“The sound of water says what I think.” Chuang-Tzu
Nobody believes in Charon anymore, not that it matters. No one has ever heard him grumble about his own invisibility. He has even gotten used to never sleeping. Too many deaths. Anyway, on every voyage his boat overflows with passengers. Long ago he became indifferent to the chorus of sullen mutterings from an endless queue of souls, all of them not wanting him to ferry them across the river to the other shore.
But there are other voices, and those voices sing.
The canoe’s spine cracked apart years ago and her hull splintered into pieces. Her ribs reach out like fingers, but too exhausted to feel the slightest touch, even a touch of sunlight. Birch and willows are only echoes in what remains of her life, and the rivers that cradled her have flowed away. What use is a river to a broken boat?
But listen to its music: From deepest waters, choirs of voices rise up and burst out of the throats of flowers: arias of dragonflies, the flaming sun, sand and pebbles on some faraway shore, flights of geese, acorns, the tears in things, grandmothers, snowstorms, the moons of Jupiter, wolverines, fragrances from last Spring’s lilacs, and brittle leaves falling in forests every morning for a million years. All the voices of water laugh as they sing to us, in whispers: “Death is a Lie.”
6 thoughts to “Other Rivers, Other Voices”
Absolutely beautiful, Michael!
Dude!!! I love the watercolor, but the imagery in your words tells the rest of the story.
It’s a message of hope to those who may despair for no longer being able to ride the river’s currents.
There’s more than one way to enter the stream.
Many thanks for the commentary. Hope you’re staying cool. And being cool, too.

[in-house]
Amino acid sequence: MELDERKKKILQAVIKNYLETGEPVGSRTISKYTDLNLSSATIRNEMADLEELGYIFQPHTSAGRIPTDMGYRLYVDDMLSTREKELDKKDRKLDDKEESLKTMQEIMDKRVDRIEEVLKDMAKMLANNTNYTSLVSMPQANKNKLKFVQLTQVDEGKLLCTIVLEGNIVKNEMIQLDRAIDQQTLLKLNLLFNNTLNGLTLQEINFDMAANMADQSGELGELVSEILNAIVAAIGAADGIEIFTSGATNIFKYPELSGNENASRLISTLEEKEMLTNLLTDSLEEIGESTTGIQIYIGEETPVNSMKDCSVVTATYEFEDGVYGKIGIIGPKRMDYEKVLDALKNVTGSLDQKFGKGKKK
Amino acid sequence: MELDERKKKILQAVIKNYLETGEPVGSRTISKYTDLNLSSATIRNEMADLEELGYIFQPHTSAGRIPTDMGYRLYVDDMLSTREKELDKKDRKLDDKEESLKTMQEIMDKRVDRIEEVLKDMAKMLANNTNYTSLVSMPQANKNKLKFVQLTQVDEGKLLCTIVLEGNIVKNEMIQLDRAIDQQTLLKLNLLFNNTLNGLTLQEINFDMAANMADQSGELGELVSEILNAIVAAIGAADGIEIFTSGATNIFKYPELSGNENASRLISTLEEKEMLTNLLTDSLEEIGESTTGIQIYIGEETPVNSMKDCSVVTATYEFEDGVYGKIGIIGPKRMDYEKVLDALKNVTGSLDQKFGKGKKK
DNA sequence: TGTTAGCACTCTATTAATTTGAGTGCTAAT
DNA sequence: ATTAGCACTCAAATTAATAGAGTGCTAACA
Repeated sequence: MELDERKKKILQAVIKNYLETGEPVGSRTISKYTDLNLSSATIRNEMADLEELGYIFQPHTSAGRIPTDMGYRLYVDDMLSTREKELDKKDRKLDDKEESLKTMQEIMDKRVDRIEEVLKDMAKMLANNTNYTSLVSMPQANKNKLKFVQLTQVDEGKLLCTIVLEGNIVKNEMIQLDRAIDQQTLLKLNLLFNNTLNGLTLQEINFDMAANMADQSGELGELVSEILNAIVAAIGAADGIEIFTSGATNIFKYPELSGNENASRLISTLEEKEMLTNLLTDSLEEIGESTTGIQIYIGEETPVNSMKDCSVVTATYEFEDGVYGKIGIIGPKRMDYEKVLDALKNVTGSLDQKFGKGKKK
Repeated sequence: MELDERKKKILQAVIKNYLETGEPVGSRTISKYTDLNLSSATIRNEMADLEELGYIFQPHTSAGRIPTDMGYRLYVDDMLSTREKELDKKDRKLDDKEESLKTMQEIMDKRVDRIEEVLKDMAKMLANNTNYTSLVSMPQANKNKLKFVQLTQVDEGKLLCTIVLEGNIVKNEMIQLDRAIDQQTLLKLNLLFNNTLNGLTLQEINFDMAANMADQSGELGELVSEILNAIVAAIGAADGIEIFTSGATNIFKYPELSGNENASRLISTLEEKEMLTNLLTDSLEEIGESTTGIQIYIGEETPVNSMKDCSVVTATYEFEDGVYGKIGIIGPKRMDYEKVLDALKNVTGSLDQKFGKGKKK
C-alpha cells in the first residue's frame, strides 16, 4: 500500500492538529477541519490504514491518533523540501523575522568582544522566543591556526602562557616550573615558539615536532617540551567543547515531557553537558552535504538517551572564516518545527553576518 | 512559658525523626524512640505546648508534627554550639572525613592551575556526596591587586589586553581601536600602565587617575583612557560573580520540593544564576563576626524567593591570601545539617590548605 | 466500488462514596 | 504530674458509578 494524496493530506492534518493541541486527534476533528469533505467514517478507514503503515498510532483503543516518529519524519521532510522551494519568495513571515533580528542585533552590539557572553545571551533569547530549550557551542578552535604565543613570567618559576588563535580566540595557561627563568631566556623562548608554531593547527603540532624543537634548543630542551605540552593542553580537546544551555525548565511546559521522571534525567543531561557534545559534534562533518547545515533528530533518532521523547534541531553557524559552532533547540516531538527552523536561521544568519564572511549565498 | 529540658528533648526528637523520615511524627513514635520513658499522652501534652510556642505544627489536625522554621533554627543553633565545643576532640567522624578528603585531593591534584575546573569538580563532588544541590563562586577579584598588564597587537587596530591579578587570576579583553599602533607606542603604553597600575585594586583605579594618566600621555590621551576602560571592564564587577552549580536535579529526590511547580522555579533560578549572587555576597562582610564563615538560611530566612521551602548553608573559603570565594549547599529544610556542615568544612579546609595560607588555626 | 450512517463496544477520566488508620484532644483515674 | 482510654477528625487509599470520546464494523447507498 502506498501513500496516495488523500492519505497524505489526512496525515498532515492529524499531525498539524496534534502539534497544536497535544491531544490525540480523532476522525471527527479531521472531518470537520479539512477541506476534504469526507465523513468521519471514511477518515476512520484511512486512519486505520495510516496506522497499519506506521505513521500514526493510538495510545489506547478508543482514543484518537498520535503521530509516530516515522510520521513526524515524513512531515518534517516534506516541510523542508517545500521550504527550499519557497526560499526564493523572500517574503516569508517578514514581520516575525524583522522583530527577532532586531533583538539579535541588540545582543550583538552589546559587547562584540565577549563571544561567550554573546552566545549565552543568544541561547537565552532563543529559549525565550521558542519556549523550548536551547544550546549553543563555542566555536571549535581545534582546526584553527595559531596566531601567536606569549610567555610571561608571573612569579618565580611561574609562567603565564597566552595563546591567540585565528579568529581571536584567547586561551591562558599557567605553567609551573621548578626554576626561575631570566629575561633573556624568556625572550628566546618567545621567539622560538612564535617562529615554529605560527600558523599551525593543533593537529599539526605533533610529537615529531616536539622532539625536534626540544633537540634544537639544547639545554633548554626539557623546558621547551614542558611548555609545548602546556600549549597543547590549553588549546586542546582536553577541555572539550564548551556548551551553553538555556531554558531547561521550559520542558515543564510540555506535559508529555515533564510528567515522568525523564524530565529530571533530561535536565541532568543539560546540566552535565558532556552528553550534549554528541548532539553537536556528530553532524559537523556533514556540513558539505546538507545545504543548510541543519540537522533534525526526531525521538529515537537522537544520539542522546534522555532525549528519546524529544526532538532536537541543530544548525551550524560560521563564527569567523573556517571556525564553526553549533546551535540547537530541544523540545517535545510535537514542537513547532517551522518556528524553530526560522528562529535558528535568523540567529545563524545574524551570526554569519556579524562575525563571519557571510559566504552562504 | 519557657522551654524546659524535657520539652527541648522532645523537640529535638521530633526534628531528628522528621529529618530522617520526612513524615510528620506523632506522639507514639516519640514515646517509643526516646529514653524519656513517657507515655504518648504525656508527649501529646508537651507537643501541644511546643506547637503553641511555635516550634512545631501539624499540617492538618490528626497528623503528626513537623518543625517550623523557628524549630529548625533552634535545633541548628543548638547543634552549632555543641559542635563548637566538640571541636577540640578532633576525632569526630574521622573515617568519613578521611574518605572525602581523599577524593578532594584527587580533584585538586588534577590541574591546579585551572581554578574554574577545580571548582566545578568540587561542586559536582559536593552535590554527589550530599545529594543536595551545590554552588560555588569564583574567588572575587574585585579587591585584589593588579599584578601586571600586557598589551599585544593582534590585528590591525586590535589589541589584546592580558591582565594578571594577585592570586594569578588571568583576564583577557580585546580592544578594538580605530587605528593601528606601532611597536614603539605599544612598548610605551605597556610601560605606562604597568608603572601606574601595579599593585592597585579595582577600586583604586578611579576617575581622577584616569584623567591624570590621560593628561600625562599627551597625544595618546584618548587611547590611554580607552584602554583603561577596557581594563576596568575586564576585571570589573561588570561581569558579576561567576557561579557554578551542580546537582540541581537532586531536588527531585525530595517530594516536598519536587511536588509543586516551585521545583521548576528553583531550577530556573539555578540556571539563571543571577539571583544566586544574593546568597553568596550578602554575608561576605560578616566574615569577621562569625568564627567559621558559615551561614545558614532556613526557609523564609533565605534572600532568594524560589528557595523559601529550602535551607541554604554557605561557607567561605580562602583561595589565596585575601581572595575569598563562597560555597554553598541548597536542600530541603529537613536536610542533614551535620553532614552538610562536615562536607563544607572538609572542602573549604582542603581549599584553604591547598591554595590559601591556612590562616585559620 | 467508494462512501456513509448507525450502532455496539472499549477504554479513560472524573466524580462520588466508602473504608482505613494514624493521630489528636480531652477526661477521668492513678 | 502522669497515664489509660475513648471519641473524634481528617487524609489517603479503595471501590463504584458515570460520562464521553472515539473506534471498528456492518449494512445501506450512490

Jorge Guillén, the great Spanish poet from the Generation of ‘27, wrote a poem called “Naturaleza viva.” The title is a play on the words the Spanish use for “still life,” “naturaleza muerta.” In French too, still life refers to death: “nature morte.” In the Guillén poem, however, a tabletop, the subject of his “unstill life,” remains forever alive, “forever forest.” Your watercolor, “Iroquois Dreams,” is a powerful and beautiful reminder of the cycles of life. And your thoughts expressed in words certainly bring into conscious thought the life forces contained in the painting. I especially enjoy the accumulation of images, deft references to times and places in the past that nonetheless assert themselves in voices from the depths into the present: not dead at all; forever alive.
The composition of the painting is also extremely dynamic and alive. The angle of the canoe, for example, thrusting forward, leaping off the page, very much “Unstill Life.
I appreciate your reading the post, Kirsten. Even though it takes me awhile to reply, I appreciate even more your comment. Many thanks. I hope all goes well for you and your little housemates.